clock menu more-arrow no yes

Filed under:

Uber’s latest delivery service partnership has drawn the FTC’s attention

New, 1 comment

A partnership with Gopuff was just the latest Uber delivery expansion

Uber Japan Couriers As Olympic Games Boost Foot-delivery Operators

The US Federal Trade Commission (FTC) is looking into a recent partnership between Uber and grocery delivery service Gopuff, according to a new report from The Information. Gopuff agreed to list its collection of grocery and liquor store items on Uber Eats in May, expanding Uber’s delivery abilities to an even greater degree as it competes with other companies like DoorDash and Instacart.

The FTC is concerned that the deal “could hamper competition in online sale and delivery of alcohol and convenience-store items,” according to The Information. Gopuff’s been growing on its own recently, acquiring the BevMo liquor store chain to use as stores and delivery centers, almost like Amazon warehouses for alcohol. The FTC is reportedly also looking in to Uber’s recent acquisition of Drizly, an alcohol delivery service that Uber intends to fold into its Uber Eats app.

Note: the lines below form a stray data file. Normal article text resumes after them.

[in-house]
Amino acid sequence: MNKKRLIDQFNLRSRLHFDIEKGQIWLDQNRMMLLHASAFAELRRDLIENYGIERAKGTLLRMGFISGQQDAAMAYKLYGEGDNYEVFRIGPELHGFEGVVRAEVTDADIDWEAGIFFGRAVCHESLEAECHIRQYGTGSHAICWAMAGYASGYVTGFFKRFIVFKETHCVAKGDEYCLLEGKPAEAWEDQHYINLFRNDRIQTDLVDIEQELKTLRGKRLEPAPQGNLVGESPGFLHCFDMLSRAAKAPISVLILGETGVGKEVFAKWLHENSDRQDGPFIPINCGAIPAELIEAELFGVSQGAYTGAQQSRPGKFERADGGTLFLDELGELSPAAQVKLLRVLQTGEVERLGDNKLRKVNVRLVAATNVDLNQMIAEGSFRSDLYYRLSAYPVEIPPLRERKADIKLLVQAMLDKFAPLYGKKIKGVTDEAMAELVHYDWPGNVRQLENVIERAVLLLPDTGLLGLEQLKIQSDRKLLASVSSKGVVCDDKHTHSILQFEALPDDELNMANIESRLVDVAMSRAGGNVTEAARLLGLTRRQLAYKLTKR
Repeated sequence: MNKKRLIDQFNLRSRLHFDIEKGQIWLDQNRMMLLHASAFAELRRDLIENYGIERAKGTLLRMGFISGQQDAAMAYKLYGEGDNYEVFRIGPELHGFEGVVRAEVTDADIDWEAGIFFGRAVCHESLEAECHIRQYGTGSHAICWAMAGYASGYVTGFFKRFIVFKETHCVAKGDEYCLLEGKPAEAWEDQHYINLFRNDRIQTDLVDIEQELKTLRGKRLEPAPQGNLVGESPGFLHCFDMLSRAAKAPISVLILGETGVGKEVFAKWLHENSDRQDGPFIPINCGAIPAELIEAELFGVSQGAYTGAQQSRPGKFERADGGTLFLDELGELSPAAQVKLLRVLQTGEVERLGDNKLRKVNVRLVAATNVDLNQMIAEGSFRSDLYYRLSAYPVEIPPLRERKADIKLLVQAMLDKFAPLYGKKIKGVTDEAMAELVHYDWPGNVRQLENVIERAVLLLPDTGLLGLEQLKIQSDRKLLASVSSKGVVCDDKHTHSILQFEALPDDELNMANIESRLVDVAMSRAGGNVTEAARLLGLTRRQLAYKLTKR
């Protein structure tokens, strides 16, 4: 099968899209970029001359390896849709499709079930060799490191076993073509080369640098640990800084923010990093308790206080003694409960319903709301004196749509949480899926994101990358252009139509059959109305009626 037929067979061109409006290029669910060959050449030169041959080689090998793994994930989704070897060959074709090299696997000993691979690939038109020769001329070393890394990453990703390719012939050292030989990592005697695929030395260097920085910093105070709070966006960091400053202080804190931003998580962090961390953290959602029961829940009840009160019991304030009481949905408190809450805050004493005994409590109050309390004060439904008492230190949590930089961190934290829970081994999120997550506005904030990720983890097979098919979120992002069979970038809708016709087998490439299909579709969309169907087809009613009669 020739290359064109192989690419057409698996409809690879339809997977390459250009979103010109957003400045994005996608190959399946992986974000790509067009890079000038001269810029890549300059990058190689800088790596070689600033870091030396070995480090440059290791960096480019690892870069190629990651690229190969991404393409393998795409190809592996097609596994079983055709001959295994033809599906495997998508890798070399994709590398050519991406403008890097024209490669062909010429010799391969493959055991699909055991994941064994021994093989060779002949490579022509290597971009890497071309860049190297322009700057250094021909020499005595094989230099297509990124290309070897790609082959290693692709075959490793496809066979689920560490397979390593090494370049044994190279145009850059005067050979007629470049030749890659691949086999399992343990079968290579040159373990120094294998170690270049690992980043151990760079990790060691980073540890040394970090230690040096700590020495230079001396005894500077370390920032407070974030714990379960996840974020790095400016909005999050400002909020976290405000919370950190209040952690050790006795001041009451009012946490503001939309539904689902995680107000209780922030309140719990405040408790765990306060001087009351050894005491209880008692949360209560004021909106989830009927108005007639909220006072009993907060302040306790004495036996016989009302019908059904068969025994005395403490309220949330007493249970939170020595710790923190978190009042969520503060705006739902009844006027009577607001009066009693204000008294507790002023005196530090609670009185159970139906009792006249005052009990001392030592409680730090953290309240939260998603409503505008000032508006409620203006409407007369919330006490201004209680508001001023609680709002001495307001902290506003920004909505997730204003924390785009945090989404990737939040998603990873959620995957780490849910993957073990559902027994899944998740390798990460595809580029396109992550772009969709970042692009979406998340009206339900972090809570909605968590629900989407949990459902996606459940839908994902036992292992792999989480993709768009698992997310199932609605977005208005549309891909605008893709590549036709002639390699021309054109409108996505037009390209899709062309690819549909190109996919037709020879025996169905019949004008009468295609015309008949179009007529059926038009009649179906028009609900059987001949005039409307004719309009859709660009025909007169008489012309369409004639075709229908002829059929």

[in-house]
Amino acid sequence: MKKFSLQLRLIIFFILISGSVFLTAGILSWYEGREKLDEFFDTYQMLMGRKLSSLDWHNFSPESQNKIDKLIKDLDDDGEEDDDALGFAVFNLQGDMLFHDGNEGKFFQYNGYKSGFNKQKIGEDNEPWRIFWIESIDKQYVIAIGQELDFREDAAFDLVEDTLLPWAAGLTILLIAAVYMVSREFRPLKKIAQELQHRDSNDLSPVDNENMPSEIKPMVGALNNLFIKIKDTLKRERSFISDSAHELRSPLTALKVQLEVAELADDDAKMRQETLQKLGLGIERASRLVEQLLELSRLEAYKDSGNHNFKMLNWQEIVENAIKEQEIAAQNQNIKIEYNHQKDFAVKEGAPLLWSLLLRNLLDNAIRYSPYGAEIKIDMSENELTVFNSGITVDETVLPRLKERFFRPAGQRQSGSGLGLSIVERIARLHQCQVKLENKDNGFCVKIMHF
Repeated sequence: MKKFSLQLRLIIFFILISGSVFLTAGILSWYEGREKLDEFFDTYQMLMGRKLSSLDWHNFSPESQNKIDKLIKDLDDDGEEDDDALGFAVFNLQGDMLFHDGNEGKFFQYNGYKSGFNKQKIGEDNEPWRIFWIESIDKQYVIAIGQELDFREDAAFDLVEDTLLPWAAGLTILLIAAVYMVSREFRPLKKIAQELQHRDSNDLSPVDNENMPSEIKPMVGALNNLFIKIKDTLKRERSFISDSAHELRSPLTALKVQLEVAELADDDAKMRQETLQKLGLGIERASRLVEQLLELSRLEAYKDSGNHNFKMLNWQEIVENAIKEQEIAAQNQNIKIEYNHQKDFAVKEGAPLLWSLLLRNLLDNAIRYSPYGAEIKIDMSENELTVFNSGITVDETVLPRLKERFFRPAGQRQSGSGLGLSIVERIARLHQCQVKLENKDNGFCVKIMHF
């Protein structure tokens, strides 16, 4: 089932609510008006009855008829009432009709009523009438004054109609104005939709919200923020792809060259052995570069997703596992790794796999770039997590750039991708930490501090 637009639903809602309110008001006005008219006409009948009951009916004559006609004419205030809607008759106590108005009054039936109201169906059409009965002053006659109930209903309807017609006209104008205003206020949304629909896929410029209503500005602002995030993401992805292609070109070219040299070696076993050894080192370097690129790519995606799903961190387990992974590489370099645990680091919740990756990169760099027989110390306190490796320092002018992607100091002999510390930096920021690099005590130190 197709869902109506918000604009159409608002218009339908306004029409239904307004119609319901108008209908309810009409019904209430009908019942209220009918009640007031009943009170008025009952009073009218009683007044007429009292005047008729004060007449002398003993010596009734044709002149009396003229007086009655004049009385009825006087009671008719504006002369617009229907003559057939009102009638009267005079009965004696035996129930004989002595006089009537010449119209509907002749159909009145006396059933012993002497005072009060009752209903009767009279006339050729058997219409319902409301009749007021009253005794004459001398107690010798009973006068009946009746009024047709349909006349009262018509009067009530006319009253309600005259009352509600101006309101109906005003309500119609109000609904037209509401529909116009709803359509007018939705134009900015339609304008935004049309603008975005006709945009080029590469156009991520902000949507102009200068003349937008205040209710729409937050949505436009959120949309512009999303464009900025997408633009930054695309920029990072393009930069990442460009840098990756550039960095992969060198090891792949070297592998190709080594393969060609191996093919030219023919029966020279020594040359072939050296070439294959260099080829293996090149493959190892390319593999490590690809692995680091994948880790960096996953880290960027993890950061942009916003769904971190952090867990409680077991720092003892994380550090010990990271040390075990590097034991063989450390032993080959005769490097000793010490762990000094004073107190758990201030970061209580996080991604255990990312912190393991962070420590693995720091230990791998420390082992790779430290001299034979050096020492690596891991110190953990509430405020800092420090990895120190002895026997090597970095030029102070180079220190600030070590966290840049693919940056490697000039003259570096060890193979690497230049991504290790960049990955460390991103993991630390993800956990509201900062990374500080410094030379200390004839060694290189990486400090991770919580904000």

Uber has been attempting to pivot into delivery for several years now with acquisitions of Postmates and Cornershop in 2020 and 2019, respectively. As the company’s original ride-hailing business has struggled during the pandemic, finding an alternative has been key, but the FTC might get in the way of that now. Uber did not immediately respond to a request for comment on the investigation.

There’s nothing inherently usual about the FTC reviewing an acquisition or partnership, but Uber has a history with the organization, paying fines for mishandling its employees’ access to private user and driver data, and for being misleading about how much drivers could actually earn with the company.

New FTC Commissioner Lina Khan’s more active stance toward curbing monopolies might also mean that Uber’s rapid expansion to secure its business for whatever happens after ride-hailing might be deemed to be too anti-competitive to fly.